Regardless of dietary vitamin A level, sex-reversed fish had better growth rates in comparison to the mixed sex groups. Actually, monosex tilapia populations usually present better growth rates as a result of altered endocrine status induced by populational skewed sex ratio (Toguyeni et al., 1997).

Hepatic retinol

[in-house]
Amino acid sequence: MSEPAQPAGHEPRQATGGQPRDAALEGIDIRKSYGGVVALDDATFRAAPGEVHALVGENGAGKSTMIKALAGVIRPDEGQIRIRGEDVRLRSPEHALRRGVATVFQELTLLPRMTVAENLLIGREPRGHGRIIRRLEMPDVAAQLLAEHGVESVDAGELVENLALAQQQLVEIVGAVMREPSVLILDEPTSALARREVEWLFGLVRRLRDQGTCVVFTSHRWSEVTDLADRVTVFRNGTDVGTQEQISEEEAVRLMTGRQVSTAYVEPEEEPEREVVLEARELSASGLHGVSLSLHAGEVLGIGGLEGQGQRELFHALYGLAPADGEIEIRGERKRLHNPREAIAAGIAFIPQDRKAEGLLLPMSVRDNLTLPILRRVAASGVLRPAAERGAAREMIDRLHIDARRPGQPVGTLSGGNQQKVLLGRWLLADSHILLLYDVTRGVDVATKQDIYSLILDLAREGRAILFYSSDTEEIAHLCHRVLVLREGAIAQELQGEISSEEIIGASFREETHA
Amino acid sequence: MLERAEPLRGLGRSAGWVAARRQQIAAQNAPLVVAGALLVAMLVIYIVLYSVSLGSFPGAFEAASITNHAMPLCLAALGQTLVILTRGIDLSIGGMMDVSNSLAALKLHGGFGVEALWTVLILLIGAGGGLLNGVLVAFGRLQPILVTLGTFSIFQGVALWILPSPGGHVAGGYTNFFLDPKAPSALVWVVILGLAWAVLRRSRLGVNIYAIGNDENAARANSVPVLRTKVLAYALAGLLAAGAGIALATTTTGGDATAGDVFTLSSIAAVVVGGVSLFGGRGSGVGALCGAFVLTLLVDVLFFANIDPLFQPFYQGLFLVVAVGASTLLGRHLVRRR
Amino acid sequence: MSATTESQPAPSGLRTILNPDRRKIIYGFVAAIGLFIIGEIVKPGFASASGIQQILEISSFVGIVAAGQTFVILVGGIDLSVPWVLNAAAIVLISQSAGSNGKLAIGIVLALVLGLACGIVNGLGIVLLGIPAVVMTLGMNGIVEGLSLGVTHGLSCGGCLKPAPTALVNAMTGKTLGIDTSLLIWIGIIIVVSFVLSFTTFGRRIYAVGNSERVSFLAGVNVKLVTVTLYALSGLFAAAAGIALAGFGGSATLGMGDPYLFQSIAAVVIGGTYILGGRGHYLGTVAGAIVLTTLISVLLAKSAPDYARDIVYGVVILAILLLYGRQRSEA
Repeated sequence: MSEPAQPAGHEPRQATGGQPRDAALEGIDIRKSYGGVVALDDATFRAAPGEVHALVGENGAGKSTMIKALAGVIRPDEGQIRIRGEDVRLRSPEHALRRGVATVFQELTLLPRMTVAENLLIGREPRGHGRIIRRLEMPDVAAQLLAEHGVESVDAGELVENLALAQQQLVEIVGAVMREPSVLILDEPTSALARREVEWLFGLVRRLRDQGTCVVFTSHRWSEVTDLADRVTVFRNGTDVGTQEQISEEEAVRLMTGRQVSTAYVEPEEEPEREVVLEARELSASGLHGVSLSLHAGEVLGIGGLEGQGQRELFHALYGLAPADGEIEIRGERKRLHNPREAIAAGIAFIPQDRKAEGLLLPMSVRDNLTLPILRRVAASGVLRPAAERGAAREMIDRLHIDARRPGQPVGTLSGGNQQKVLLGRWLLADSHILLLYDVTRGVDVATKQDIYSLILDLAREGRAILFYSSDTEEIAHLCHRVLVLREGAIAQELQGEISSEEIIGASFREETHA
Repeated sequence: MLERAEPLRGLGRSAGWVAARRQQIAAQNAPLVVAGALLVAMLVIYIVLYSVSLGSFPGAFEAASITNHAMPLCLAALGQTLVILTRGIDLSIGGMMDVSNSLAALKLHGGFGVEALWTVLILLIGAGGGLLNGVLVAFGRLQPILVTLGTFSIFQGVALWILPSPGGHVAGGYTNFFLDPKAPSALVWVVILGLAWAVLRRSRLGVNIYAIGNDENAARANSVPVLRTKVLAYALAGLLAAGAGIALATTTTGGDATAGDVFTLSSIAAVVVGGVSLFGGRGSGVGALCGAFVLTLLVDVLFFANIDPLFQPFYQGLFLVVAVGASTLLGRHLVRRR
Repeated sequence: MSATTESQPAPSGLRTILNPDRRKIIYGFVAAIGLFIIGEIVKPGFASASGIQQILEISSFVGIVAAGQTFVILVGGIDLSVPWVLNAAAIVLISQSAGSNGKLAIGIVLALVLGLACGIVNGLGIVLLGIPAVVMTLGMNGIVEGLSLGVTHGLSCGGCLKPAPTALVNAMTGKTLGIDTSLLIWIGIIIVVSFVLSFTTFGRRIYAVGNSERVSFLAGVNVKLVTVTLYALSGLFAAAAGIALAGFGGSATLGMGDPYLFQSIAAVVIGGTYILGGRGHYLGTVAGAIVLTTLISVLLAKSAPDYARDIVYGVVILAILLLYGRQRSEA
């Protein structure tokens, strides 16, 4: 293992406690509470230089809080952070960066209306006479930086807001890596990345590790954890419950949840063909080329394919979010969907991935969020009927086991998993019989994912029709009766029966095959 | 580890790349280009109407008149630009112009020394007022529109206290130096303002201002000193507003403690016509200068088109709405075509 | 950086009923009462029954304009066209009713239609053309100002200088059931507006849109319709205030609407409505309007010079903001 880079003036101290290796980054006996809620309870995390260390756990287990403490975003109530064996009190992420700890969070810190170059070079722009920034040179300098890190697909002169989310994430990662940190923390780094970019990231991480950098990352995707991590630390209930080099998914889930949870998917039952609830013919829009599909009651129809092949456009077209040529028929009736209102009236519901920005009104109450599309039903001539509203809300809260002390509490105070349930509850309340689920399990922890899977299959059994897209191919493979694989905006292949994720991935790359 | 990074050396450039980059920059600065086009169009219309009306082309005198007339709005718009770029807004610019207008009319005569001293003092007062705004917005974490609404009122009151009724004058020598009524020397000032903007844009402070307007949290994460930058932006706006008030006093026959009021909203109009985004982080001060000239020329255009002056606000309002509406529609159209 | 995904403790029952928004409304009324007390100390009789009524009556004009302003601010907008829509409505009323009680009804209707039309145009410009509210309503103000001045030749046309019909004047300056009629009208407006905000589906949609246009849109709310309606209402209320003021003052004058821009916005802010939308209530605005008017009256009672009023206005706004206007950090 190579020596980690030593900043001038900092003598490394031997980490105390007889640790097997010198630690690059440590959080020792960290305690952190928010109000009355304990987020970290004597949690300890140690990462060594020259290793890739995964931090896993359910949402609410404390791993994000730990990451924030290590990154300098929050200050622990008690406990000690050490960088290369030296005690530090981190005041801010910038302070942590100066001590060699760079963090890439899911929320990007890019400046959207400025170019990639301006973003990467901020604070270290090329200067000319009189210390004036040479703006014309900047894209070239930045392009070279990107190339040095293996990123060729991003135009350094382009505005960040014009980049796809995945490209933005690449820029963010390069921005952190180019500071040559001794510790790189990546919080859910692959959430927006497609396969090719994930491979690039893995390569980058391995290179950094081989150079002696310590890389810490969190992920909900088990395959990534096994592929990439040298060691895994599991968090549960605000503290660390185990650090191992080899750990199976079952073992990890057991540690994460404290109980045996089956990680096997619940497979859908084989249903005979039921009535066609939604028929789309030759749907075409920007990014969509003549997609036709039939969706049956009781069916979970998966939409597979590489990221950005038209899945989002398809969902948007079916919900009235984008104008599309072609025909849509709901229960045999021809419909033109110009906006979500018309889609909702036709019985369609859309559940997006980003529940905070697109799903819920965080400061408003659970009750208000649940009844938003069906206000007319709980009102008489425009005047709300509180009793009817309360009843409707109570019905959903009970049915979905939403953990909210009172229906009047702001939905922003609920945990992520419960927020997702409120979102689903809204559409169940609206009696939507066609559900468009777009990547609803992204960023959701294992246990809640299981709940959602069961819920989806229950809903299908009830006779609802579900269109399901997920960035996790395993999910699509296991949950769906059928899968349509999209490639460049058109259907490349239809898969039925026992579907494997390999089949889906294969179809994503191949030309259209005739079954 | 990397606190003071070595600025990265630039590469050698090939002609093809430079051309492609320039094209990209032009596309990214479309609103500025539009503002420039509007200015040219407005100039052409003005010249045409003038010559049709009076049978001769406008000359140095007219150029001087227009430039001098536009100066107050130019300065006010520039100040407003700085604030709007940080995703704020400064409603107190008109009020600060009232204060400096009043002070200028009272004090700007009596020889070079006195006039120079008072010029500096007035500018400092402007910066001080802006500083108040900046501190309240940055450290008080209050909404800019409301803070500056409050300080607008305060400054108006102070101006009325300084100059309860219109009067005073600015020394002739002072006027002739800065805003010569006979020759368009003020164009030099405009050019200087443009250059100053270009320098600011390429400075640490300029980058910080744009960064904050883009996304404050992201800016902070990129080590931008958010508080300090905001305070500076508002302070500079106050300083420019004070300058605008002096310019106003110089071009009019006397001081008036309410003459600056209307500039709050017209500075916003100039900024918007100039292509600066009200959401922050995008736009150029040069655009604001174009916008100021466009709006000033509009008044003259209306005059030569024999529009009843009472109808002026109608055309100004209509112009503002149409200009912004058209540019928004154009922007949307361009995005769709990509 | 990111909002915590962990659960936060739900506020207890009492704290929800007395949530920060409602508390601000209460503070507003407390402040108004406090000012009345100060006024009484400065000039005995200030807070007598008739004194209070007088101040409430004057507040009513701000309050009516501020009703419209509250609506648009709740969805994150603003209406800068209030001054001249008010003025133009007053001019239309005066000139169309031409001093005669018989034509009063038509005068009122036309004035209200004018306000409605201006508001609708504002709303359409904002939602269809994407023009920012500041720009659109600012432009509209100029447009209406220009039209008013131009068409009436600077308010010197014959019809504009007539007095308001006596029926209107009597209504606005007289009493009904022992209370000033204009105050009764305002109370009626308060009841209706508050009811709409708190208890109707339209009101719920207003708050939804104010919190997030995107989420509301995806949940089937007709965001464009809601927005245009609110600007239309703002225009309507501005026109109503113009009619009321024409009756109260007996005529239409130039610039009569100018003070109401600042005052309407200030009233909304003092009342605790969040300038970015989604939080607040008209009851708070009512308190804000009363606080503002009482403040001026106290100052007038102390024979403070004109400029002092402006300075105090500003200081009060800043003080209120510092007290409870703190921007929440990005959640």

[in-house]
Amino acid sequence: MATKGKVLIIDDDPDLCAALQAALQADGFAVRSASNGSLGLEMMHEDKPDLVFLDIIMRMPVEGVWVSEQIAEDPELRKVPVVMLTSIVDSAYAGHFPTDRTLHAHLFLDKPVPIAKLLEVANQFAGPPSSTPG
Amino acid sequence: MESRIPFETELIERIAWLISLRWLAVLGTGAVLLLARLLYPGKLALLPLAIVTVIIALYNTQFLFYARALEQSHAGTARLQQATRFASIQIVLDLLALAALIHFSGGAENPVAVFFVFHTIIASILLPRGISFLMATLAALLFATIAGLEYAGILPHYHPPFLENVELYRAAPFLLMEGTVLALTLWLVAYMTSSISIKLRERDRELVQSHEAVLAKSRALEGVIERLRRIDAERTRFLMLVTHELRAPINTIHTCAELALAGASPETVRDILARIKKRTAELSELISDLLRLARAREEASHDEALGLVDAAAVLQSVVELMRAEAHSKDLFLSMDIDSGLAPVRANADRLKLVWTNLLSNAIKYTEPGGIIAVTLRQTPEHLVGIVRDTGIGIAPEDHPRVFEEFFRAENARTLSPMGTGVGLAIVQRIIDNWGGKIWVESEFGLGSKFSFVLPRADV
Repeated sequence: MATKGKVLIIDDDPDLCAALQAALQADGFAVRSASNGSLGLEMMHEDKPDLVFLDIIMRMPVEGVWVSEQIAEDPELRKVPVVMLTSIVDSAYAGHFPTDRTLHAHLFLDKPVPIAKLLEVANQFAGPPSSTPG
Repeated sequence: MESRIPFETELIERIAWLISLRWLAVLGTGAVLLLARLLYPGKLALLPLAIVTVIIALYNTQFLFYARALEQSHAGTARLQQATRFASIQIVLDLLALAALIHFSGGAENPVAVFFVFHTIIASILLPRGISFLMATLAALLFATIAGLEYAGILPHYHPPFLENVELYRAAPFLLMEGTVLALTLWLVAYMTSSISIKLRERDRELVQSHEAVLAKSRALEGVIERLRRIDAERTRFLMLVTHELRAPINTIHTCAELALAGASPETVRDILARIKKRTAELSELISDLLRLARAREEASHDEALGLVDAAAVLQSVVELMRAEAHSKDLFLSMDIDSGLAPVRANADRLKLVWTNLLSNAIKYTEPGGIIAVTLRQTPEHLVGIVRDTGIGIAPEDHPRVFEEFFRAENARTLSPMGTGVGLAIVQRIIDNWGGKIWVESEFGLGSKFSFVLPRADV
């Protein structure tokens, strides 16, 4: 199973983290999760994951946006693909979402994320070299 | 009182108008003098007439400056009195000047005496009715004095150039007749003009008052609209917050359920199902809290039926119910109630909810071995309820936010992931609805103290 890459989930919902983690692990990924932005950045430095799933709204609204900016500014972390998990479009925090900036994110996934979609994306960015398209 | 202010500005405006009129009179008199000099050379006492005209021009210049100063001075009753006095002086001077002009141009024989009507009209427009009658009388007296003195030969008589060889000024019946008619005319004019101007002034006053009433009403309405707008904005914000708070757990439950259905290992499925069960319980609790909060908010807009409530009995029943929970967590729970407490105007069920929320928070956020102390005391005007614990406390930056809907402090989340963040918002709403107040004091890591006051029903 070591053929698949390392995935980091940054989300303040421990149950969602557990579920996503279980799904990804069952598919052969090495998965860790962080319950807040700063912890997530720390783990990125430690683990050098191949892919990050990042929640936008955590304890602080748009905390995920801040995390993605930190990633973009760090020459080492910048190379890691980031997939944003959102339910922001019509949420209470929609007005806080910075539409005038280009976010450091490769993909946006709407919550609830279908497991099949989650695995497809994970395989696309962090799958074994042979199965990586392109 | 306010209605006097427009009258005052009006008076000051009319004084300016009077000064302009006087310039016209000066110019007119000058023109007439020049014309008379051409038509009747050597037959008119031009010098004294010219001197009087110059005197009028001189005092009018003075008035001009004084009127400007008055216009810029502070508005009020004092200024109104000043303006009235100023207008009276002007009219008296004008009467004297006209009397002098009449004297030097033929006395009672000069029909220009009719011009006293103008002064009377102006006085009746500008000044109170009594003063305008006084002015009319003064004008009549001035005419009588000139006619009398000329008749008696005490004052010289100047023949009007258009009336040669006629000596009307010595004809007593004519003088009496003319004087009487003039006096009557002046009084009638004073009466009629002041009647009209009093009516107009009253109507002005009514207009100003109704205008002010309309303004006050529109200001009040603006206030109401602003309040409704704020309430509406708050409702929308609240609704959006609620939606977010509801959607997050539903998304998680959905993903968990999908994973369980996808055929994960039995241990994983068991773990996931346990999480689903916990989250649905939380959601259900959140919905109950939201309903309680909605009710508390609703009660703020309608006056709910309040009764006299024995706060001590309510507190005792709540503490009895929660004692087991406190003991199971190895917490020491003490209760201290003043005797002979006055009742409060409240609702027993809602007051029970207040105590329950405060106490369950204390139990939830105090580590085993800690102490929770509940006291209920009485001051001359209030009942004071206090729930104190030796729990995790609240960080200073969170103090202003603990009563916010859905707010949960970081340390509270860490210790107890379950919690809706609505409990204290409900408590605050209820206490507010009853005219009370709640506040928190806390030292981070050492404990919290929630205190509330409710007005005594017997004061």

High performance liquid chromatography (HPLC) analyses did not detect vitamin A in hepatic tissue sampled from fish receiving 0 to 4,800 IU of retinyl palmitate kg-1 diet. The detectable level was of 45 ± 10 mg of vitamin A 100 g-1 hepatic tissue. Only fish receiving the 5,400 IU kg-1 presented detectable amounts 136 ± 10 mg of vitamin A 100 g-1 hepatic tissue. Therefore only this level of dietary vitamin A supplementation exceeded fish metabolic requirements and so, only after meeting the metabolic needs of the animals, it could be stored in the liver. Fontagné et al. (2006) fed Siberian sturgeon Acipenser baeri larvae with vitamin A and also found retinal palmitate as the main storage form of vitamin A with 6.7 mg g-1 in larvae fed diets with the highest vitamin A level, that was 772,500 IU kg-1.